Crying in Public: Emotional Vulnerability in Trump's America
I can count on one hand the number of times I have seen a grown man cry in real time. The first was watching my father break down at my grandmother's funeral in 2013; the second includes the few instances my partner has cried during an argument (usually my fault); the third was when a patient had a panic attack in my office; and the fourth and fifth happened this week when I watched President Obama give his farewell speech and Vice President Biden accept the presidential medal of honor.
This is not a good thing. The patriarchal limitations on masculinity prevent many men and gender-nonconforming folks from engaging in healthy emotional expression, which absolutely includes crying. Which is why, despite my existential anxiety about the impending inauguration, I have so appreciated seeing two of the most powerful men in the United States crying in public. Sure, they're not sobbing, and VP Biden turned his back to the cameras to use his hankie discreetly, but the tears were there and we saw them and these men know that we saw them. Regardless of how you feel about the current administration, no one can deny that there is something incredibly powerful about that kind of vulnerability from world leaders. This is especially true in the case of President Obama, who as a black man is subject to even tighter restrictions on his gender expression and performance.
I've cried in public plenty of times. In airports, at restaurants, on the sidewalk, hiding behind cars in a parking lot, giving a toast in a roomful of people, riding on the train, quietly taking refuge in the office bathroom after I was laid off from my first job. Name a spot and I've probably cried there, or somewhere like it. As a white, feminine-presenting woman, that is socially acceptable for me to do. Passersby may look at me sideways, but the most anyone has ever done is give me a tissue. When I get up in my white-girl feelings about something, I'm allowed to display it. Don't get me wrong: I'm grateful that I can be vulnerable in public, but I think everyone should enjoy the same privilege. And conversely, there are plenty of times when it is not only inappropriate but downright damaging for people like me to cry (see: conversations about oppression with marginalized groups). I'm not suggesting that we shouldn't get it together and choke back those tears sometimes (I'm looking at you, fellow white women). It is so refreshing, however, to see these rare public displays of emotion from men during a time when toxic masculinity reigns.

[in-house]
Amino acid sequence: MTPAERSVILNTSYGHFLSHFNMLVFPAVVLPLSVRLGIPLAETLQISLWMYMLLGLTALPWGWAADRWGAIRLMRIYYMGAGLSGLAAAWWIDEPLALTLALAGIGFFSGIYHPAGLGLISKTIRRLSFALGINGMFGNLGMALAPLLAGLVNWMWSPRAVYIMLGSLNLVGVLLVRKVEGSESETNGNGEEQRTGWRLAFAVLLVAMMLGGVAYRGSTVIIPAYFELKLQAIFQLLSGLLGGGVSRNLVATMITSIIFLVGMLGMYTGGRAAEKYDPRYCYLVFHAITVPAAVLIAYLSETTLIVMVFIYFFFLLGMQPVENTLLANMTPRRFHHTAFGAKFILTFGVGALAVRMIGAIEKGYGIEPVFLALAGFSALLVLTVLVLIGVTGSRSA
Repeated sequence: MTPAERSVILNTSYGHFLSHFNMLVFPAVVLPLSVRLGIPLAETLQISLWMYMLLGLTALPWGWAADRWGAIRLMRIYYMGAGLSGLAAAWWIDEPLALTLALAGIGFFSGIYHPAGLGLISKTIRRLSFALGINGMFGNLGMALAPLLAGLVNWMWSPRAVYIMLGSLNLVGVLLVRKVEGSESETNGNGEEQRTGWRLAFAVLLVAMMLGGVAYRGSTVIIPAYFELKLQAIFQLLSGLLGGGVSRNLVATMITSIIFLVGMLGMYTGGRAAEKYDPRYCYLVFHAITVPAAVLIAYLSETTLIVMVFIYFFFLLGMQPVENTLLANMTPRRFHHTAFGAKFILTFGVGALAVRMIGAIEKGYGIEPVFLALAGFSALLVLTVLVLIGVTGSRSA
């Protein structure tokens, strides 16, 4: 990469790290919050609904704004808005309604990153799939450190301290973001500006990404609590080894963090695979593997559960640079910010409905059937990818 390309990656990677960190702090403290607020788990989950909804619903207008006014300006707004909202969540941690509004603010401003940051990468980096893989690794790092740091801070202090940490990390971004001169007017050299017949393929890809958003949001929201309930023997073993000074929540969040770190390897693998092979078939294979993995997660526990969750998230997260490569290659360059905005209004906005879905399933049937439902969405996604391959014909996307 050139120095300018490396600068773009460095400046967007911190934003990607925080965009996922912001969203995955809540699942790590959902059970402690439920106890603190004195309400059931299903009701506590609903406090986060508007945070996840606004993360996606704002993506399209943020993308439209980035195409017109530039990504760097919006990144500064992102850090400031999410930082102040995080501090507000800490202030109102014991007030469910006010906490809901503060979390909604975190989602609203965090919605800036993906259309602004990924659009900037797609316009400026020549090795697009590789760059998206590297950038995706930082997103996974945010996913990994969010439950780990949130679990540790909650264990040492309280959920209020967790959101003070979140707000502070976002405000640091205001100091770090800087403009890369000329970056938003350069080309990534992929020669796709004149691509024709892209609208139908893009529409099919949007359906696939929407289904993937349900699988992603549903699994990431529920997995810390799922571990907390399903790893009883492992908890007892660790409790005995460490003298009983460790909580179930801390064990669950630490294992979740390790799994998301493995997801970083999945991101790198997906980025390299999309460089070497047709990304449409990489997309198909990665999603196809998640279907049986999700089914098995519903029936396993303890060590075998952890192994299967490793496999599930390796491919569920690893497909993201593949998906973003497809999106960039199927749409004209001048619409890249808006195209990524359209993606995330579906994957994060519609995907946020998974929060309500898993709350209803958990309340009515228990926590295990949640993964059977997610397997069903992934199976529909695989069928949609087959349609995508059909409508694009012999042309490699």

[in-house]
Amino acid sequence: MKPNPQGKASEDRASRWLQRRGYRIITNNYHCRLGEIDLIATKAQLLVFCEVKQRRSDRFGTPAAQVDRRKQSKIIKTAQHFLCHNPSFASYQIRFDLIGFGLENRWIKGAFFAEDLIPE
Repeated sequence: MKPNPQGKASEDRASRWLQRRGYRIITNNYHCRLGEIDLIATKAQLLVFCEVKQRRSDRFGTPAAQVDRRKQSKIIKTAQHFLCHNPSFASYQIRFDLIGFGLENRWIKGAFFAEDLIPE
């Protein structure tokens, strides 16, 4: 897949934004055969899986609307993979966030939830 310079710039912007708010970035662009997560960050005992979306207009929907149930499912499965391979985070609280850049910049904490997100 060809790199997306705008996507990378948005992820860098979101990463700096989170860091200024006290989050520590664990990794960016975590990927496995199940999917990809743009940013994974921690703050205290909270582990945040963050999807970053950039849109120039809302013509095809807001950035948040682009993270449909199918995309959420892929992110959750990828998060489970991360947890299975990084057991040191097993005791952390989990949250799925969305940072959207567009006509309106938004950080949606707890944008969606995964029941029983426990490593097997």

In one week, barring an act of God or Congress, Donald Trump will be sworn into office. Assaulter in Chief. Predator in Chief. Abuser in Chief. Fuckboy in Chief, for a bit of levity. What I hope for us is that we're allowed to cry while we organize our resistance to him. I hope that we can embrace each other's radical vulnerability and protect it. Because self-expression, especially in the face of violence and walls and fear, is revolutionary.